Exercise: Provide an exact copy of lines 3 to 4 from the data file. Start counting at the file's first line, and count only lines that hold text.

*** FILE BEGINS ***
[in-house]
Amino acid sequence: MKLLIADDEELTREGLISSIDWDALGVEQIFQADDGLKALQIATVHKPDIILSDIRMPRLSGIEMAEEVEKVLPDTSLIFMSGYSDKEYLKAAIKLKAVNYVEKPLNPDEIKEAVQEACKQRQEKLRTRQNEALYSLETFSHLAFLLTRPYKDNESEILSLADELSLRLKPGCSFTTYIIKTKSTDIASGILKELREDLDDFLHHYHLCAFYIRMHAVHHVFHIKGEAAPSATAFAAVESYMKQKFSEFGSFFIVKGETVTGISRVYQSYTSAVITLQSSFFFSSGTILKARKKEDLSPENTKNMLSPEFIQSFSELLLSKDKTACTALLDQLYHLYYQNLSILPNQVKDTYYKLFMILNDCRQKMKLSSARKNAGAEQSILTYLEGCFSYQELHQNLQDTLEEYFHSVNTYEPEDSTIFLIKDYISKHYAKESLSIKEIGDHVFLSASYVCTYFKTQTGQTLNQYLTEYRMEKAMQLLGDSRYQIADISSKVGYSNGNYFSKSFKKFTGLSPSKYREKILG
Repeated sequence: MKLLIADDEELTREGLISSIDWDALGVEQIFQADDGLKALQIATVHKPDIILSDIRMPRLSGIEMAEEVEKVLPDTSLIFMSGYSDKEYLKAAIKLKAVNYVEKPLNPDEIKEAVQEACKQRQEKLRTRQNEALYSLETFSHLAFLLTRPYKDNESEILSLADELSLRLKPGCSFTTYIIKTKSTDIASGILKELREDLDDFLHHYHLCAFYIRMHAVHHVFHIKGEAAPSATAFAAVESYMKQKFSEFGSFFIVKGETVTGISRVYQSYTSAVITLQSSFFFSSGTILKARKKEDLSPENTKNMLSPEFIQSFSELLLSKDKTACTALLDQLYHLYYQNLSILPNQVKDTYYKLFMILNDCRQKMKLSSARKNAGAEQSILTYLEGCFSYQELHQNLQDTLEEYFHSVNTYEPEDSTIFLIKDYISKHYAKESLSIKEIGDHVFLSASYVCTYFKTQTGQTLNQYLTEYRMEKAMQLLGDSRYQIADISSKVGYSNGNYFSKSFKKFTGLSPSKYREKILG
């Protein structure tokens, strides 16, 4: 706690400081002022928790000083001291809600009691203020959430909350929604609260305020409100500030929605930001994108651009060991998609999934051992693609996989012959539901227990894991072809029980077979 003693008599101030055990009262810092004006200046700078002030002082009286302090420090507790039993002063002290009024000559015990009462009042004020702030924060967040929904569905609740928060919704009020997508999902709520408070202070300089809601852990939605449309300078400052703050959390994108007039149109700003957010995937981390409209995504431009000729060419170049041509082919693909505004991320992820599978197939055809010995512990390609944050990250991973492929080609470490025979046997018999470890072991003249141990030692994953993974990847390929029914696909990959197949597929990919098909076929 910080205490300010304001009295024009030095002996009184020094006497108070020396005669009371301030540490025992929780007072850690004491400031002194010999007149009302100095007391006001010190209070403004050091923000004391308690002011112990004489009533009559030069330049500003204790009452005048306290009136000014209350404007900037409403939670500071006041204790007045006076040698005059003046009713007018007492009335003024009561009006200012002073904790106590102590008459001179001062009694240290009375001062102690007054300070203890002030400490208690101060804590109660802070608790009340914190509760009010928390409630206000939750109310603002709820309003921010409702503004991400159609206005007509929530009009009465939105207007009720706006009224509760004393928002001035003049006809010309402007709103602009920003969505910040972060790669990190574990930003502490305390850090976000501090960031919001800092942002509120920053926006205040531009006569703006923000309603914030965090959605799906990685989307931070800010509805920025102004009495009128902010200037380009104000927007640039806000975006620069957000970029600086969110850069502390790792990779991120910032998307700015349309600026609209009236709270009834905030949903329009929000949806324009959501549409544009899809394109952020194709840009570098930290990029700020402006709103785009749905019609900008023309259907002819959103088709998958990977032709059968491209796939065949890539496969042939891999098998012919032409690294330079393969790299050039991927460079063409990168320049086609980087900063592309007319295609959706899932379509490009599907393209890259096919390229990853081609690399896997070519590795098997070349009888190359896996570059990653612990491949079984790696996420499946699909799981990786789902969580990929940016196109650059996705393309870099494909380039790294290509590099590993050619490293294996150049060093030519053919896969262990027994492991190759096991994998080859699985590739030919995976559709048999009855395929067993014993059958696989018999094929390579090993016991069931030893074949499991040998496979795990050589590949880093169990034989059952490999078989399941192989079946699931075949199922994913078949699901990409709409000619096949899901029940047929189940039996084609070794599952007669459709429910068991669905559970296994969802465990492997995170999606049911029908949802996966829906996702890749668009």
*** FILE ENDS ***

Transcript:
Repeated sequence: MKLLIADDEELTREGLISSIDWDALGVEQIFQADDGLKALQIATVHKPDIILSDIRMPRLSGIEMAEEVEKVLPDTSLIFMSGYSDKEYLKAAIKLKAVNYVEKPLNPDEIKEAVQEACKQRQEKLRTRQNEALYSLETFSHLAFLLTRPYKDNESEILSLADELSLRLKPGCSFTTYIIKTKSTDIASGILKELREDLDDFLHHYHLCAFYIRMHAVHHVFHIKGEAAPSATAFAAVESYMKQKFSEFGSFFIVKGETVTGISRVYQSYTSAVITLQSSFFFSSGTILKARKKEDLSPENTKNMLSPEFIQSFSELLLSKDKTACTALLDQLYHLYYQNLSILPNQVKDTYYKLFMILNDCRQKMKLSSARKNAGAEQSILTYLEGCFSYQELHQNLQDTLEEYFHSVNTYEPEDSTIFLIKDYISKHYAKESLSIKEIGDHVFLSASYVCTYFKTQTGQTLNQYLTEYRMEKAMQLLGDSRYQIADISSKVGYSNGNYFSKSFKKFTGLSPSKYREKILG
């Protein structure tokens, strides 16, 4: 706690400081002022928790000083001291809600009691203020959430909350929604609260305020409100500030929605930001994108651009060991998609999934051992693609996989012959539901227990894991072809029980077979 003693008599101030055990009262810092004006200046700078002030002082009286302090420090507790039993002063002290009024000559015990009462009042004020702030924060967040929904569905609740928060919704009020997508999902709520408070202070300089809601852990939605449309300078400052703050959390994108007039149109700003957010995937981390409209995504431009000729060419170049041509082919693909505004991320992820599978197939055809010995512990390609944050990250991973492929080609470490025979046997018999470890072991003249141990030692994953993974990847390929029914696909990959197949597929990919098909076929 910080205490300010304001009295024009030095002996009184020094006497108070020396005669009371301030540490025992929780007072850690004491400031002194010999007149009302100095007391006001010190209070403004050091923000004391308690002011112990004489009533009559030069330049500003204790009452005048306290009136000014209350404007900037409403939670500071006041204790007045006076040698005059003046009713007018007492009335003024009561009006200012002073904790106590102590008459001179001062009694240290009375001062102690007054300070203890002030400490208690101060804590109660802070608790009340914190509760009010928390409630206000939750109310603002709820309003921010409702503004991400159609206005007509929530009009009465939105207007009720706006009224509760004393928002001035003049006809010309402007709103602009920003969505910040972060790669990190574990930003502490305390850090976000501090960031919001800092942002509120920053926006205040531009006569703006923000309603914030965090959605799906990685989307931070800010509805920025102004009495009128902010200037380009104000927007640039806000975006620069957000970029600086969110850069502390790792990779991120910032998307700015349309600026609209009236709270009834905030949903329009929000949806324009959501549409544009899809394109952020194709840009570098930290990029700020402006709103785009749905019609900008023309259907002819959103088709998958990977032709059968491209796939065949890539496969042939891999098998012919032409690294330079393969790299050039991927460079063409990168320049086609980087900063592309007319295609959706899932379509490009599907393209890259096919390229990853081609690399896997070519590795098997070349009888190359896996570059990653612990491949079984790696996420499946699909799981990786789902969580990929940016196109650059996705393309870099494909380039790294290509590099590993050619490293294996150049060093030519053919896969262990027994492991190759096991994998080859699985590739030919995976559709048999009855395929067993014993059958696989018999094929390579090993016991069931030893074949499991040998496979795990050589590949880093169990034989059952490999078989399941192989079946699931075949199922994913078949699901990409709409000619096949899901029940047929189940039996084609070794599952007669459709429910068991669905559970296994969802465990492997995170999606049911029908949802996966829906996702890749668009």